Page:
Today’s paper takes a look at combined data from two different gamma-ray experiments in the search for the products of dark matter annihilation
Today’s paper explores the galactic homes of superluminous supernovae — some of the brightest explosions in our universe.
Millisecond pulsars may be responsible for the extra gamma rays near the Galactic Center. Why haven’t we detected more of them?
This month’s undergraduate research post features a student who modeled high-energy gamma-ray emission from the Fermi Bubbles at the center of the Milky Way. Read on to find out more!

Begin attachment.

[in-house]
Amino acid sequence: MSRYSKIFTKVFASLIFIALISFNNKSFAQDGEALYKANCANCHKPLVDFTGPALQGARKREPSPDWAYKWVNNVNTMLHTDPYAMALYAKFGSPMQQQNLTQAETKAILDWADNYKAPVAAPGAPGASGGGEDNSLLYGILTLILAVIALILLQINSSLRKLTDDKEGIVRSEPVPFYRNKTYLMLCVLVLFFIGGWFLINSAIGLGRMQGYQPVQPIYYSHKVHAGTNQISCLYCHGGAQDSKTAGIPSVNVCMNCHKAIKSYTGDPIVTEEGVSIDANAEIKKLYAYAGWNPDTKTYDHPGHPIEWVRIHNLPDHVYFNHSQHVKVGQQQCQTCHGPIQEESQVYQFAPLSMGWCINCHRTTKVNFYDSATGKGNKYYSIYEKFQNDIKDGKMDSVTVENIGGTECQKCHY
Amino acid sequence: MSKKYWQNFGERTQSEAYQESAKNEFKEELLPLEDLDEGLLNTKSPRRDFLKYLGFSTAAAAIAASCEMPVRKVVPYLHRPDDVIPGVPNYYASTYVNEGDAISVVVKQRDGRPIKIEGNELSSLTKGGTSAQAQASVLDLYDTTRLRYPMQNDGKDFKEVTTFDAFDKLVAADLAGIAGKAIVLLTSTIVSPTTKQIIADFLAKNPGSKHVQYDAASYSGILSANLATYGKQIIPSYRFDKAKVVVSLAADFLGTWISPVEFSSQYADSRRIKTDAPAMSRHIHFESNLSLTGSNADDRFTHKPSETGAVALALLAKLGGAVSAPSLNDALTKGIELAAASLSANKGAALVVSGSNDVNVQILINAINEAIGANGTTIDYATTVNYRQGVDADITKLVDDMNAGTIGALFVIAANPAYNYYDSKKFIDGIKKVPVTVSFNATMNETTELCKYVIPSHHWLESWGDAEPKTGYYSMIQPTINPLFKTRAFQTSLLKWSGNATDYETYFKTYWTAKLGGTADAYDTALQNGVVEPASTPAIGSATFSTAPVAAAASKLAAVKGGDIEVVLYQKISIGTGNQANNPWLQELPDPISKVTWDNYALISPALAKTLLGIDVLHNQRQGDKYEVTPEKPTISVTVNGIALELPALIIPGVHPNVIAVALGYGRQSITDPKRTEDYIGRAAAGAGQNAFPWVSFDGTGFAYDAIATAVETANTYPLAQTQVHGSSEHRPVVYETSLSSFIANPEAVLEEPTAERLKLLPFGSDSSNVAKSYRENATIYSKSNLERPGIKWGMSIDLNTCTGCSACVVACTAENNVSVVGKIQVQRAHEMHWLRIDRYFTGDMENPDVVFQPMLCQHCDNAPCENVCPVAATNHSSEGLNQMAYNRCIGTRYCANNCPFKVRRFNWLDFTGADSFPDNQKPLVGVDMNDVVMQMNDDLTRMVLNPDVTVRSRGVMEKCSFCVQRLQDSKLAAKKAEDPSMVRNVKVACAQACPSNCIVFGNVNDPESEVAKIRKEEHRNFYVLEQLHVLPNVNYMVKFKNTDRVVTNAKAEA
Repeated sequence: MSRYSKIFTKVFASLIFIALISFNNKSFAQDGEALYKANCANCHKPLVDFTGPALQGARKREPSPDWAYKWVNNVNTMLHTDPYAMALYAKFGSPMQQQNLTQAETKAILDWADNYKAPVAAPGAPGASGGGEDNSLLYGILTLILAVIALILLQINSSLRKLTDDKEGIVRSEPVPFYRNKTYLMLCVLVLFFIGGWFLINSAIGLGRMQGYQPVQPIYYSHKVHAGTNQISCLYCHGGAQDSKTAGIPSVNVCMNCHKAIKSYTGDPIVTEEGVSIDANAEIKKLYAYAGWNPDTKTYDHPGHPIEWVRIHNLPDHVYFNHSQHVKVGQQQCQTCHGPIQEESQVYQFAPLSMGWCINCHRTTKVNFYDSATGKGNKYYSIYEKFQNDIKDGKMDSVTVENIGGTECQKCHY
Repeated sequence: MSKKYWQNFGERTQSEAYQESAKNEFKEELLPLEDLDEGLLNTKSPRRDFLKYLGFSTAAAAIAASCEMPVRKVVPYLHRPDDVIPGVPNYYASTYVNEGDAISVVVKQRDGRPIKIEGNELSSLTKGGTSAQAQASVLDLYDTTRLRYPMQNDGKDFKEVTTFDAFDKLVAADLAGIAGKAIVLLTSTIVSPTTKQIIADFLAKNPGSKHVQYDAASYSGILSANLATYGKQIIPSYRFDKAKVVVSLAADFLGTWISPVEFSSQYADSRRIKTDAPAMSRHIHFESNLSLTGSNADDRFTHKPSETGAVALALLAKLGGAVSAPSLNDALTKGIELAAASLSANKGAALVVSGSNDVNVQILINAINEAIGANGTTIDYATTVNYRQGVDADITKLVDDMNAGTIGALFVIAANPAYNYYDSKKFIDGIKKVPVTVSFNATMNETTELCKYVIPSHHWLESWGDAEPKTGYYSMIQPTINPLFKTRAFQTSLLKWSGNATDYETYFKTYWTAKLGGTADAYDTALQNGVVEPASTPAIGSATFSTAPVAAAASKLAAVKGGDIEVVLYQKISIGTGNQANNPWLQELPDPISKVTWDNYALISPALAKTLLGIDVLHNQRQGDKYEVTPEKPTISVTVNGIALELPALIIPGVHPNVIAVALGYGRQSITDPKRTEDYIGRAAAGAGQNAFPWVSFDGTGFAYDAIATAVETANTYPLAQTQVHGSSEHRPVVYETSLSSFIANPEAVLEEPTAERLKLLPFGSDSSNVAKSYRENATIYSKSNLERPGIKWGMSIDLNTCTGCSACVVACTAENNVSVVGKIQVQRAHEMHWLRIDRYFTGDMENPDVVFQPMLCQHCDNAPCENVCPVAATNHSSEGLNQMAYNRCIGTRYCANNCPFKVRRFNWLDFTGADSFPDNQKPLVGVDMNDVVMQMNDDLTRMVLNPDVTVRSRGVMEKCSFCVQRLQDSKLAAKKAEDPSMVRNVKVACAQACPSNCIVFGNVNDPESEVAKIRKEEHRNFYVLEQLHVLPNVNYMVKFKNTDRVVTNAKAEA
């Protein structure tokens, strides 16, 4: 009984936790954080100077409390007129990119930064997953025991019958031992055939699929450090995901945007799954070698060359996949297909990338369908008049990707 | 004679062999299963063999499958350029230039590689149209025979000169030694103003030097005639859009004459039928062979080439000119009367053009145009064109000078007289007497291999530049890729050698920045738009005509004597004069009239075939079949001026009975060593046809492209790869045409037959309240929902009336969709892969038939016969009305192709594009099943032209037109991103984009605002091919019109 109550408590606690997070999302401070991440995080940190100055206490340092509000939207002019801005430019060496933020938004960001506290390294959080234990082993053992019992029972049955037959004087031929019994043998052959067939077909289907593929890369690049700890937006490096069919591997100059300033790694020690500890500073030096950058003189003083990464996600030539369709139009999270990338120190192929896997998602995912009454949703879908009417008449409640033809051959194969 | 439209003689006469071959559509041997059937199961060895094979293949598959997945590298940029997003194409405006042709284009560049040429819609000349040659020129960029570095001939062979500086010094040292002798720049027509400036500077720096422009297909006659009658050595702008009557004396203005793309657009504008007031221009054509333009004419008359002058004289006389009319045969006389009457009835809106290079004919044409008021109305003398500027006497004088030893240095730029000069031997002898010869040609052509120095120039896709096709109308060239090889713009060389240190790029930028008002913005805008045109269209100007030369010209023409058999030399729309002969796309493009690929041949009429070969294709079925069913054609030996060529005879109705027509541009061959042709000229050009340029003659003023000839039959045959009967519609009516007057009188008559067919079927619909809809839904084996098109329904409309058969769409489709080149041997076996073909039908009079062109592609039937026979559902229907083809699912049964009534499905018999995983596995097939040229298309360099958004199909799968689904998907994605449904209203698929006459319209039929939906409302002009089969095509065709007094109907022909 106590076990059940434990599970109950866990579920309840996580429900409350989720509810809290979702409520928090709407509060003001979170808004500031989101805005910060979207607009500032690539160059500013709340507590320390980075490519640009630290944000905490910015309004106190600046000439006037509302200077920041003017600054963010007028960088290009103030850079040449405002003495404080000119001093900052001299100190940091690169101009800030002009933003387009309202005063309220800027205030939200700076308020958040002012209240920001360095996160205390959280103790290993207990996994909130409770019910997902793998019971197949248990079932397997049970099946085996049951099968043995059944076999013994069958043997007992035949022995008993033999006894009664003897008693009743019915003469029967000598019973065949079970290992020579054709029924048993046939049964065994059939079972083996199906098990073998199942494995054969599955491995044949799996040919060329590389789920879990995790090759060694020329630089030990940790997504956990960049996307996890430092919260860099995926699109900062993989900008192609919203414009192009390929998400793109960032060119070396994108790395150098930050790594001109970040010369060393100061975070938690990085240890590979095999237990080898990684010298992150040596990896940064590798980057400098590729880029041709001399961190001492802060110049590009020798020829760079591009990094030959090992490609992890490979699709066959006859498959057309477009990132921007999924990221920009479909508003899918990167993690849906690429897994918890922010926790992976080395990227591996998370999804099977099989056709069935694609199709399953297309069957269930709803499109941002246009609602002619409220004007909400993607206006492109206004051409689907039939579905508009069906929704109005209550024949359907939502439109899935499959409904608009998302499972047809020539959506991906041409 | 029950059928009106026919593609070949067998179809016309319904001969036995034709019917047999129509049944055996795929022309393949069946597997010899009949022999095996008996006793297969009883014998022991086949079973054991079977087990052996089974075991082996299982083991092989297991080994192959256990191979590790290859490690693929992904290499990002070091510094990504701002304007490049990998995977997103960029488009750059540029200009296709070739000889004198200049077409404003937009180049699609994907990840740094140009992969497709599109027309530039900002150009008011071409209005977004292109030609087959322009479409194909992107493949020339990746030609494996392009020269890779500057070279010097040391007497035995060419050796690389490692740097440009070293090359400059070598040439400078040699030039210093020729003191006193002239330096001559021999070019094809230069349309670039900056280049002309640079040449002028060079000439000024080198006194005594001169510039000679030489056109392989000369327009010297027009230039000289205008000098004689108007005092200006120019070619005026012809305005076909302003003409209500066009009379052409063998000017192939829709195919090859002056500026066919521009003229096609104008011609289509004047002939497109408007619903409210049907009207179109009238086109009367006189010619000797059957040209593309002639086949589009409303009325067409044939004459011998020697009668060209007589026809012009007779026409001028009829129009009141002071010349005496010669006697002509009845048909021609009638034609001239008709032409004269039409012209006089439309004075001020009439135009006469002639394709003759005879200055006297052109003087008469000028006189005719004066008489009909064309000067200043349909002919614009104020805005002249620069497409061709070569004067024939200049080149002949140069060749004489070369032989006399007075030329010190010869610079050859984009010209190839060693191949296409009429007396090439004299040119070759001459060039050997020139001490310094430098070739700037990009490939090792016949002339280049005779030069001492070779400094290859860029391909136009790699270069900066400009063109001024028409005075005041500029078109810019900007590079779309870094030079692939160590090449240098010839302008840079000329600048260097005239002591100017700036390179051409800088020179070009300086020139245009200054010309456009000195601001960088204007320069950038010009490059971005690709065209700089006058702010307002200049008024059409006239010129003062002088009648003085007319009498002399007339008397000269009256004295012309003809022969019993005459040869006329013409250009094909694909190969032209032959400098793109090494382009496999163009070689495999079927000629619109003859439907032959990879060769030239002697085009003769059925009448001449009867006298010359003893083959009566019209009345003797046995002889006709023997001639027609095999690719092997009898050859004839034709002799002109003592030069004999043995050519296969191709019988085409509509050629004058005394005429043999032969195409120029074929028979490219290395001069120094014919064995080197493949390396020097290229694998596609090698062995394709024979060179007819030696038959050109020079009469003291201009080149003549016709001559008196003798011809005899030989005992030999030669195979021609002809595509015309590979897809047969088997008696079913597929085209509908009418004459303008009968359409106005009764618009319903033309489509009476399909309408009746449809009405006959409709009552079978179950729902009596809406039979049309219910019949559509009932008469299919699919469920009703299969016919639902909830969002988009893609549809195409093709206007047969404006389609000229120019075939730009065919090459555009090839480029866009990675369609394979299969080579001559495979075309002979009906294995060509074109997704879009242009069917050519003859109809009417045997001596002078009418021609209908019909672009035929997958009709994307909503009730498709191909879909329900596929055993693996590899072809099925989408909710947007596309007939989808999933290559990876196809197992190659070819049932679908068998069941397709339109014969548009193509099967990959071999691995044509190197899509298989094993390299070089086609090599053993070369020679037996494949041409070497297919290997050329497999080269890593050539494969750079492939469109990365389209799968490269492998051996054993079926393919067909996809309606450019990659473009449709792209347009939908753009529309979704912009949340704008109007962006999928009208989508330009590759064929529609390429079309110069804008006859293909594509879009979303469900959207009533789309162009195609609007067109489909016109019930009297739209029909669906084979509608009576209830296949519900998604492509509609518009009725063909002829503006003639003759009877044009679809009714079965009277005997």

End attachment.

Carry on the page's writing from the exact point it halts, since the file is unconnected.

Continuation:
If dark matter particles can collide to release gamma-rays, the best place to see them will be in the centers of dwarf galaxies. Archival Fermi-LAT images around Reticulum 2 show the first ever detection of gamma-rays from a dwarf galaxy. Dark matter detection may be close at hand!
For a few years now, excess emission of gamma-rays in the direction of the Galactic Center has puzzled scientists. In the paper we discuss today, the authors re-analyze data from the Fermi telescope to get new insights into the origin of this excess emission. They make the case for the signal being described by dark matter particles annihilating in the center of our Galaxy.